Michael Paul Rogin
|Born||June 29, 1937|
|Died||November 25, 2001|
Michael Paul Rogin (June 29, 1937 – November 25, 2001) was an American political scientist who taught at the University of California, Berkeley. His intellectual interests included American literature and cinema. His work is notable for its critique of American imperialism, and he was viewed as one of the members of the Berkeley school of political theory. He was influential to many students, including cultural critic Greil Marcus.
- Harvard (undergraduate, summa cum laude)
- University of Chicago (master's)
- University of Chicago (doctoral)
Rogin was born in Mount Kisco, New York, to a Jewish family, and grew up with union and socialist activists. He was married to Deborah Rogin for many years, with whom he had two surviving daughters. Rogin was partners with colleague Ann Banfield at the time of his death.
- The Intellectuals and McCarthy (1967)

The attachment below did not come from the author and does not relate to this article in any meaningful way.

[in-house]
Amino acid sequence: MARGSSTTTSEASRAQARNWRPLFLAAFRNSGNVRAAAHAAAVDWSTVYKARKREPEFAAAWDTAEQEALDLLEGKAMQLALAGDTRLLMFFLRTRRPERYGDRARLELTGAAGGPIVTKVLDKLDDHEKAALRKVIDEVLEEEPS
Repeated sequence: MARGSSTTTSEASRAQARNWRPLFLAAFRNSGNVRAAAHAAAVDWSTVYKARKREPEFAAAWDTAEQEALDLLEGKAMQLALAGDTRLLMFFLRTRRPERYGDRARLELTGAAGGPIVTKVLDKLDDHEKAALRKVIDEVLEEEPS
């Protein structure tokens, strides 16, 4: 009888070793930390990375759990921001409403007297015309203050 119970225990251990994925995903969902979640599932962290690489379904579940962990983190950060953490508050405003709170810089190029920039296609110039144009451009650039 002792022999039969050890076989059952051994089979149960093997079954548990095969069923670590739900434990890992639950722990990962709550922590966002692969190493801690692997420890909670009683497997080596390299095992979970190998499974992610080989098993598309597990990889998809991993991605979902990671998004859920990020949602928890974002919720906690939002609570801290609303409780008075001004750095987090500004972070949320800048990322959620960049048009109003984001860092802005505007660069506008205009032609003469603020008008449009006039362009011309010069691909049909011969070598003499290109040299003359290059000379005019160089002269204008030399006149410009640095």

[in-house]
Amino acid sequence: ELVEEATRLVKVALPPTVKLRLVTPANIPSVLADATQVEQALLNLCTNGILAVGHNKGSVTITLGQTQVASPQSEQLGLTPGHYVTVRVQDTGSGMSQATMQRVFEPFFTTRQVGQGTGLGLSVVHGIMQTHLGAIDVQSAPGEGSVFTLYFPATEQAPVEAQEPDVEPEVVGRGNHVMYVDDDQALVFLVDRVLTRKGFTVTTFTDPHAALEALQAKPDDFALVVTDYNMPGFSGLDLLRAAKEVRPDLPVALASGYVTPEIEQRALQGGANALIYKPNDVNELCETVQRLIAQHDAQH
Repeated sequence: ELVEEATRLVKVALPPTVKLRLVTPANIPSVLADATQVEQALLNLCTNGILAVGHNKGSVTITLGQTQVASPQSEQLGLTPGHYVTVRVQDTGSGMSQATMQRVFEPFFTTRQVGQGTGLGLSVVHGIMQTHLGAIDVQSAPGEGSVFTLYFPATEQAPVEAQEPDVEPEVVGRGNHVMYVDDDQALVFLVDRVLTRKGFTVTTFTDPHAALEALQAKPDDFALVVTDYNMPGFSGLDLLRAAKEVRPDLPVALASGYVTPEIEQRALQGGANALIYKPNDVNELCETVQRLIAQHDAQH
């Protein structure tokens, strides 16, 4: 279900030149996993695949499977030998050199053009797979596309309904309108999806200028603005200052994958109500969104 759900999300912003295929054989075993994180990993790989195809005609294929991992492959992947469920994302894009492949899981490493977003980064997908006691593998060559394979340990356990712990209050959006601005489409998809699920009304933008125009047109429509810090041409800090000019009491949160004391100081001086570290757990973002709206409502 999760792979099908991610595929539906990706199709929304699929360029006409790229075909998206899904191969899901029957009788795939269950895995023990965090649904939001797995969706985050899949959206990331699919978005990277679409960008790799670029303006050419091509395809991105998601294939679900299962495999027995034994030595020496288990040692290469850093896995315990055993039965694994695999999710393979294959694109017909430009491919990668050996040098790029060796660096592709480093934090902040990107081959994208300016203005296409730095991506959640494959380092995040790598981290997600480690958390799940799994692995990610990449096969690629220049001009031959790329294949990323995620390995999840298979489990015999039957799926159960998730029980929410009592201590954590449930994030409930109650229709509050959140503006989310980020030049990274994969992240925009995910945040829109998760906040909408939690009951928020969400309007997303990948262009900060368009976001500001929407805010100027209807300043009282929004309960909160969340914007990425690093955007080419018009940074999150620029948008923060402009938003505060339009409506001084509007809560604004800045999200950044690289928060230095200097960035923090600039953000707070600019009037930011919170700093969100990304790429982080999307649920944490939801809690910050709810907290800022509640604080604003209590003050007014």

- Fathers and Children: Andrew Jackson and the Subjugation of the American Indian (1975)
- Subversive Genealogy: the Politics and Art of Herman Melville (1983)
- 'Ronald Reagan,' the Movie, and Other Episodes in Political Demonology (1987)
- Blackface, White Noise: Jewish Immigrants in the Hollywood Melting Pot (1996)
- Independence Day, or How I Learned to Stop Worrying and Love the Enola Gay (1998)
- Lon Troyer and Wendy Brown, "Michael Rogin Remembered", Theory and Event, v.6, n.1 (2002)
- Corey Robin, "Michael Rogin's Relevance in the Age of Trump", History News Network, March 16, 2017.
- Janet Gilmore, University of California Press Relations, "UC Berkeley professor Michael Rogin, political scientist and influential teacher, dies following short illness", Nov. 29, 2001.
- Charles Burress, "Michael Rogin, 64, well-known writer, critic, UC professor" (obituary), San Francisco Chronicle, Nov. 30, 2001.